Don McLean has a girlfriend young enough to be his granddaughter

Mere months after an acrimonious divorce in 2016 from his second wife, Patrisha, who was 14 years his junior, Don McLean found love, or something like it, once more with Paris Dylan, an Instagram model who wasn't yet alive when he turned 49 and who is younger than his daughter. The couple confirmed they were dating in 2018, making it Instagram official by posting photos of a European vacation they shared together. Dylan has even called McLean "My baby, my beauty, love of my life, my everything."

While McLean probably brings a fair amount of emotional baggage to the relationship, the twenty-something Dylan has a few skeletons in her closet, too. In 2017, according to People, Dylan (variously known as Paris Roxanne and Paris Dunn) appeared on MTV's Catfish regarding an incident from her teen years where she sent nude photos of herself to who she thought was NBA player Chris "Birdman" Anderson but was actually part of an elaborate scam by a third party. While it's clear why an older man would be interested in a woman whose pictures have appeared in Maxim and Playboy, why is Dylan so into the "American Pie" guy? According to her website, she's "really into 60s and 70s music."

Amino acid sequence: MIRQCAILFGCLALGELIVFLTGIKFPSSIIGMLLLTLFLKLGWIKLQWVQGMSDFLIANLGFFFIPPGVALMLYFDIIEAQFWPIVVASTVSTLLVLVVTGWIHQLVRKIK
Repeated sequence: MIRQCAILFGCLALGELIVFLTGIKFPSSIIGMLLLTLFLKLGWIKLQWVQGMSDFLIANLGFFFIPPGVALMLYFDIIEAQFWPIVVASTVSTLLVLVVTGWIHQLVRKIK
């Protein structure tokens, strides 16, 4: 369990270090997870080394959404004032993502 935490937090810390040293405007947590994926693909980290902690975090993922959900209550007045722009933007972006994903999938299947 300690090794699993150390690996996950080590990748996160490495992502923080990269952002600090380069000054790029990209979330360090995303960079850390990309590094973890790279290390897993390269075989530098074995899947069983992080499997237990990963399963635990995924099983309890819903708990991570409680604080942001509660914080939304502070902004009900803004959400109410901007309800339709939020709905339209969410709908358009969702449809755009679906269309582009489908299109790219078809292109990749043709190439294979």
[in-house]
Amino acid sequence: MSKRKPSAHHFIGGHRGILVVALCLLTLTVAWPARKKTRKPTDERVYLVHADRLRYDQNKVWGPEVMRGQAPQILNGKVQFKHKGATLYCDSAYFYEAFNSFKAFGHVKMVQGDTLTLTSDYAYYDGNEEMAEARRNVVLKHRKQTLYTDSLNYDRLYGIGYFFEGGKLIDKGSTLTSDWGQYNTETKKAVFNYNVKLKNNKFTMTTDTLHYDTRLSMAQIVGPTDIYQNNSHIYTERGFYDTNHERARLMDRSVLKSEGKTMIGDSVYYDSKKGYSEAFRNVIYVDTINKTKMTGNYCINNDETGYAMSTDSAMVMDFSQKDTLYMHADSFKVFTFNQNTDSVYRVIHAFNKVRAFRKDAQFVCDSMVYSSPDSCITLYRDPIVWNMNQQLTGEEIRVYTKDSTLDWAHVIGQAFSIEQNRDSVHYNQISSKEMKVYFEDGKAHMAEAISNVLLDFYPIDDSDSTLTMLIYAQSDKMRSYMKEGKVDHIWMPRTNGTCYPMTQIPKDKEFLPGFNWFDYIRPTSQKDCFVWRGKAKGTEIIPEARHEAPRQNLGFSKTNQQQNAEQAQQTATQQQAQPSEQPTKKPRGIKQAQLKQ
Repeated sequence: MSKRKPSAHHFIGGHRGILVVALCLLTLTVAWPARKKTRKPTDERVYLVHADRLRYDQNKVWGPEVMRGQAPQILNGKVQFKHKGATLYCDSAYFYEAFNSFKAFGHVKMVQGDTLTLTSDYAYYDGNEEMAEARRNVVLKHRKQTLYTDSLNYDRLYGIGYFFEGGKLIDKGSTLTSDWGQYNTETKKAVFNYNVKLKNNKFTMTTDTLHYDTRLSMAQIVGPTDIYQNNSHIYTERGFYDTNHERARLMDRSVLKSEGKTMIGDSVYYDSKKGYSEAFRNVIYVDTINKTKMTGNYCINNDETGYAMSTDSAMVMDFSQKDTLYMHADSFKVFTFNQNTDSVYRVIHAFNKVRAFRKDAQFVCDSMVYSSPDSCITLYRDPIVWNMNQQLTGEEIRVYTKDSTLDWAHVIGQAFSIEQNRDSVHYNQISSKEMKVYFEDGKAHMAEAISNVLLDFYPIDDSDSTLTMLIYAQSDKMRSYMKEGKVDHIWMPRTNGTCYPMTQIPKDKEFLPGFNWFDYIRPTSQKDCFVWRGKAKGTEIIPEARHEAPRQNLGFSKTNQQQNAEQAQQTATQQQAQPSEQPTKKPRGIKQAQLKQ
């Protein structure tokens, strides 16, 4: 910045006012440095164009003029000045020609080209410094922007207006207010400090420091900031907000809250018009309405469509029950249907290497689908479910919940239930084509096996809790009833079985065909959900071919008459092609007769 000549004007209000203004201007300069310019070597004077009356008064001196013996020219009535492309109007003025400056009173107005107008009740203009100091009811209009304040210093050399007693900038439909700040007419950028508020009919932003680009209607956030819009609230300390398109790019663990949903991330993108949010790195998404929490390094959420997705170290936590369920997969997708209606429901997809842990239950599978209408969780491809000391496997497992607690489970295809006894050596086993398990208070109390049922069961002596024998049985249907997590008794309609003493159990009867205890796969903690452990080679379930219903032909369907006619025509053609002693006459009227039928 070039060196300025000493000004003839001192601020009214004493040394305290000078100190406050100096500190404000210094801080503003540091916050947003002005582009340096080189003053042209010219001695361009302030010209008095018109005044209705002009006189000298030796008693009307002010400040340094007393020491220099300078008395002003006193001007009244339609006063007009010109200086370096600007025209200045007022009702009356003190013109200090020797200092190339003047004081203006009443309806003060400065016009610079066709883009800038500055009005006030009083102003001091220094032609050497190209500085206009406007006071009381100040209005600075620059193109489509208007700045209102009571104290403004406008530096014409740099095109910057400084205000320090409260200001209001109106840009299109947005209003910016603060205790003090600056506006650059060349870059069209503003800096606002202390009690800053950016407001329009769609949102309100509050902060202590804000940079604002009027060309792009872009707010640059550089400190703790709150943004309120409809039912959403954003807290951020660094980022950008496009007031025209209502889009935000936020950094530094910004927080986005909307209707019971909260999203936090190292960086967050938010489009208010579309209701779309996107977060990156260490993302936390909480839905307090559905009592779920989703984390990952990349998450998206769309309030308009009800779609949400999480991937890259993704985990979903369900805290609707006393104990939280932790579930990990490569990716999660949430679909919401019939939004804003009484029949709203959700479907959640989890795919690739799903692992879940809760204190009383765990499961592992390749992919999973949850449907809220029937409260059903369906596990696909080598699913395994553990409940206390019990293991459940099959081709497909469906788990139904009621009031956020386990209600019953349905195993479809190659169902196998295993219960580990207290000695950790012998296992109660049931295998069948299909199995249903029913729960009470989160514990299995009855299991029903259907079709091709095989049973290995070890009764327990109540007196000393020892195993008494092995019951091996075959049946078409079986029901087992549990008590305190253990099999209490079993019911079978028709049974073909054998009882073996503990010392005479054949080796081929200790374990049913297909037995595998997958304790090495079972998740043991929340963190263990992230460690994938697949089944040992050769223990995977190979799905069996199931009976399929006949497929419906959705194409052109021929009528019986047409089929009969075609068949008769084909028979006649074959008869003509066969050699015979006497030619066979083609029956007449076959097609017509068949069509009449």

Don McLean doesn't care for the new stuff

Don McLean is well into his seventies, meaning that by most metrics, he's an "old man." He also fits the subjective definition of "old man," namely someone who doesn't like the way things are and insists that the world was better back in their day. In 2020, McLean was a guest on the podcast The Greatest Music of All Time, and he discussed his own contributions to music but primarily ranted about how modern music is awful. "The music reflects the spiritual nature of the society. We have a kind of nihilistic society now," McLean said (via Fox News). "No one believes in anything, no one likes anything, no one has any respect for anything much. The music shows that."

If you can even call it music, McLean suggests, because he sure can't. "Music is not on the radio. There's some form of music-like sound, but it's not music to me," he explained before lamenting that back in the 1950s, music was truly great, and almost everybody could instantly identify a Frank Sinatra hit on the game show Name That Tune. As far as contemporary music is concerned, "the records are great but they're not melodies and the lyrics are not about anything." Two working musicians McLean does approve of: Paul Simon and Paul McCartney, who aren't really contemporary rock stars but '60s and '70s holdovers ... like McLean himself.